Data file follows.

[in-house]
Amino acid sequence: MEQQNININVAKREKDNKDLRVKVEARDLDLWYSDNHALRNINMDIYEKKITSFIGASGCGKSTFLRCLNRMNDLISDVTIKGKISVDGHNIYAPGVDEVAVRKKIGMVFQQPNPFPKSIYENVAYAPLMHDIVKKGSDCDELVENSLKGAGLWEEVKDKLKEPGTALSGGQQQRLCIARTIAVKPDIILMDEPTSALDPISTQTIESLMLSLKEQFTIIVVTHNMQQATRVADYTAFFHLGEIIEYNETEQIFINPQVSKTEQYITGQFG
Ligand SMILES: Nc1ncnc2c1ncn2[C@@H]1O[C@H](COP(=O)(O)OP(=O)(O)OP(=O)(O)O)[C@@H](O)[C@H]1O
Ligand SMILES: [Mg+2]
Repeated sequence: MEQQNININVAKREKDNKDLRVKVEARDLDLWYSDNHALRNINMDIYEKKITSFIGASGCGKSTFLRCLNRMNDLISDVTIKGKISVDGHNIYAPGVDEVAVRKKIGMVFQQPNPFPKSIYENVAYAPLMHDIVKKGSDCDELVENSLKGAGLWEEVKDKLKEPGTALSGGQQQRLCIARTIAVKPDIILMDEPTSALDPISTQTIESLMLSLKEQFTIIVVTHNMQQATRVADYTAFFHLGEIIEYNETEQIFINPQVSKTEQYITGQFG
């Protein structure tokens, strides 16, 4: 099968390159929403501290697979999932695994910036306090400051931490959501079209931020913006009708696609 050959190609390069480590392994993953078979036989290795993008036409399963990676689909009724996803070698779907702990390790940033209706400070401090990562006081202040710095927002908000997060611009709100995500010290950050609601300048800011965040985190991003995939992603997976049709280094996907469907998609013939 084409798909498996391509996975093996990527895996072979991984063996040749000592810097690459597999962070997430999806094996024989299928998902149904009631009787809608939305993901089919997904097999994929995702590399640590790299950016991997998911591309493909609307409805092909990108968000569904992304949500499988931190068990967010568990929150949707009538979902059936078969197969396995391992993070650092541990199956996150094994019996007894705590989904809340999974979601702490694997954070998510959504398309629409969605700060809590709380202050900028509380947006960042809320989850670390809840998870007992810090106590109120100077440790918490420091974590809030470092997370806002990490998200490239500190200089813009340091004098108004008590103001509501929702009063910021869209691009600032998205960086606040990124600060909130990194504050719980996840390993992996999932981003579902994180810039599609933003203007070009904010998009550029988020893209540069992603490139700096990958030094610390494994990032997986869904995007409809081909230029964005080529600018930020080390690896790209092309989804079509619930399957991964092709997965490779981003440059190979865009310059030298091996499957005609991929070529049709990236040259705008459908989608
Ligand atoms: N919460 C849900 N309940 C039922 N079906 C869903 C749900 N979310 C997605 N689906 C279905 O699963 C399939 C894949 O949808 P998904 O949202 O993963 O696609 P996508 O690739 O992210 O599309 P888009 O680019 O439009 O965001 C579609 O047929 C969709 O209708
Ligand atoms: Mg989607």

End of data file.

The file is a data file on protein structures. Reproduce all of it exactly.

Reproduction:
[in-house]
Amino acid sequence: MEQQNININVAKREKDNKDLRVKVEARDLDLWYSDNHALRNINMDIYEKKITSFIGASGCGKSTFLRCLNRMNDLISDVTIKGKISVDGHNIYAPGVDEVAVRKKIGMVFQQPNPFPKSIYENVAYAPLMHDIVKKGSDCDELVENSLKGAGLWEEVKDKLKEPGTALSGGQQQRLCIARTIAVKPDIILMDEPTSALDPISTQTIESLMLSLKEQFTIIVVTHNMQQATRVADYTAFFHLGEIIEYNETEQIFINPQVSKTEQYITGQFG
Ligand SMILES: Nc1ncnc2c1ncn2[C@@H]1O[C@H](COP(=O)(O)OP(=O)(O)OP(=O)(O)O)[C@@H](O)[C@H]1O
Ligand SMILES: [Mg+2]
Repeated sequence: MEQQNININVAKREKDNKDLRVKVEARDLDLWYSDNHALRNINMDIYEKKITSFIGASGCGKSTFLRCLNRMNDLISDVTIKGKISVDGHNIYAPGVDEVAVRKKIGMVFQQPNPFPKSIYENVAYAPLMHDIVKKGSDCDELVENSLKGAGLWEEVKDKLKEPGTALSGGQQQRLCIARTIAVKPDIILMDEPTSALDPISTQTIESLMLSLKEQFTIIVVTHNMQQATRVADYTAFFHLGEIIEYNETEQIFINPQVSKTEQYITGQFG
């Protein structure tokens, strides 16, 4: 099968390159929403501290697979999932695994910036306090400051931490959501079209931020913006009708696609 050959190609390069480590392994993953078979036989290795993008036409399963990676689909009724996803070698779907702990390790940033209706400070401090990562006081202040710095927002908000997060611009709100995500010290950050609601300048800011965040985190991003995939992603997976049709280094996907469907998609013939 084409798909498996391509996975093996990527895996072979991984063996040749000592810097690459597999962070997430999806094996024989299928998902149904009631009787809608939305993901089919997904097999994929995702590399640590790299950016991997998911591309493909609307409805092909990108968000569904992304949500499988931190068990967010568990929150949707009538979902059936078969197969396995391992993070650092541990199956996150094994019996007894705590989904809340999974979601702490694997954070998510959504398309629409969605700060809590709380202050900028509380947006960042809320989850670390809840998870007992810090106590109120100077440790918490420091974590809030470092997370806002990490998200490239500190200089813009340091004098108004008590103001509501929702009063910021869209691009600032998205960086606040990124600060909130990194504050719980996840390993992996999932981003579902994180810039599609933003203007070009904010998009550029988020893209540069992603490139700096990958030094610390494994990032997986869904995007409809081909230029964005080529600018930020080390690896790209092309989804079509619930399957991964092709997965490779981003440059190979865009310059030298091996499957005609991929070529049709990236040259705008459908989608
Ligand atoms: N919460 C849900 N309940 C039922 N079906 C869903 C749900 N979310 C997605 N689906 C279905 O699963 C399939 C894949 O949808 P998904 O949202 O993963 O696609 P996508 O690739 O992210 O599309 P888009 O680019 O439009 O965001 C579609 O047929 C969709 O209708
Ligand atoms: Mg989607």